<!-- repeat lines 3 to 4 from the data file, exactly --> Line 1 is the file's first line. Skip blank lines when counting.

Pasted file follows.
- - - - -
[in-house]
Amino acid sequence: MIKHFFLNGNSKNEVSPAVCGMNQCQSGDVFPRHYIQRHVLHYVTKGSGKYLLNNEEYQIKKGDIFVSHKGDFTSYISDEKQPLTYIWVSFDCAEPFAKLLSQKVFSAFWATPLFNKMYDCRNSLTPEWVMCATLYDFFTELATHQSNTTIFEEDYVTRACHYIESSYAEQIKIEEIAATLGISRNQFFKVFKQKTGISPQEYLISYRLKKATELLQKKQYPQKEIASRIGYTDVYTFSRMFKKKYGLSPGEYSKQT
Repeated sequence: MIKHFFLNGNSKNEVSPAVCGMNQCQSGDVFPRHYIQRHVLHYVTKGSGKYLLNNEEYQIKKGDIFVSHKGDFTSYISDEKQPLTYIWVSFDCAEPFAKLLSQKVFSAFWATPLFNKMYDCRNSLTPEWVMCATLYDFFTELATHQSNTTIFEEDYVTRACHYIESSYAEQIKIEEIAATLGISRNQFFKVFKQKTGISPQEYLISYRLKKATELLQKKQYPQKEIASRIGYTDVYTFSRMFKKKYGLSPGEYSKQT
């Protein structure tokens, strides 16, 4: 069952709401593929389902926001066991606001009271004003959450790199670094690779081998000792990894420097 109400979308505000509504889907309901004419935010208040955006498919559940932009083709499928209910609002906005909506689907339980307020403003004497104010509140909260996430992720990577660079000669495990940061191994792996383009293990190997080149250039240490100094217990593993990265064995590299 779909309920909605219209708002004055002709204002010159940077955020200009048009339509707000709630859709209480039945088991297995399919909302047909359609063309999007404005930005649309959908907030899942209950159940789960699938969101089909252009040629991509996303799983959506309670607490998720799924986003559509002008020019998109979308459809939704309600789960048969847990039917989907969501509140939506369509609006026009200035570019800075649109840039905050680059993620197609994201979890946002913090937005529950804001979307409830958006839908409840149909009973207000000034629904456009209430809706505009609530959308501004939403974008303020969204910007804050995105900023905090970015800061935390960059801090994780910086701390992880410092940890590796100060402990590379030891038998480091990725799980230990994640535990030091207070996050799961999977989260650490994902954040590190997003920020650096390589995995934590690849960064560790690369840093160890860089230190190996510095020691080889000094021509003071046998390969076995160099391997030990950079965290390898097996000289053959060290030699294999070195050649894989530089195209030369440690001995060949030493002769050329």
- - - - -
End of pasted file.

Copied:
Repeated sequence: MIKHFFLNGNSKNEVSPAVCGMNQCQSGDVFPRHYIQRHVLHYVTKGSGKYLLNNEEYQIKKGDIFVSHKGDFTSYISDEKQPLTYIWVSFDCAEPFAKLLSQKVFSAFWATPLFNKMYDCRNSLTPEWVMCATLYDFFTELATHQSNTTIFEEDYVTRACHYIESSYAEQIKIEEIAATLGISRNQFFKVFKQKTGISPQEYLISYRLKKATELLQKKQYPQKEIASRIGYTDVYTFSRMFKKKYGLSPGEYSKQT
């Protein structure tokens, strides 16, 4: 069952709401593929389902926001066991606001009271004003959450790199670094690779081998000792990894420097 109400979308505000509504889907309901004419935010208040955006498919559940932009083709499928209910609002906005909506689907339980307020403003004497104010509140909260996430992720990577660079000669495990940061191994792996383009293990190997080149250039240490100094217990593993990265064995590299 779909309920909605219209708002004055002709204002010159940077955020200009048009339509707000709630859709209480039945088991297995399919909302047909359609063309999007404005930005649309959908907030899942209950159940789960699938969101089909252009040629991509996303799983959506309670607490998720799924986003559509002008020019998109979308459809939704309600789960048969847990039917989907969501509140939506369509609006026009200035570019800075649109840039905050680059993620197609994201979890946002913090937005529950804001979307409830958006839908409840149909009973207000000034629904456009209430809706505009609530959308501004939403974008303020969204910007804050995105900023905090970015800061935390960059801090994780910086701390992880410092940890590796100060402990590379030891038998480091990725799980230990994640535990030091207070996050799961999977989260650490994902954040590190997003920020650096390589995995934590690849960064560790690369840093160890860089230190190996510095020691080889000094021509003071046998390969076995160099391997030990950079965290390898097996000289053959060290030699294999070195050649894989530089195209030369440690001995060949030493002769050329």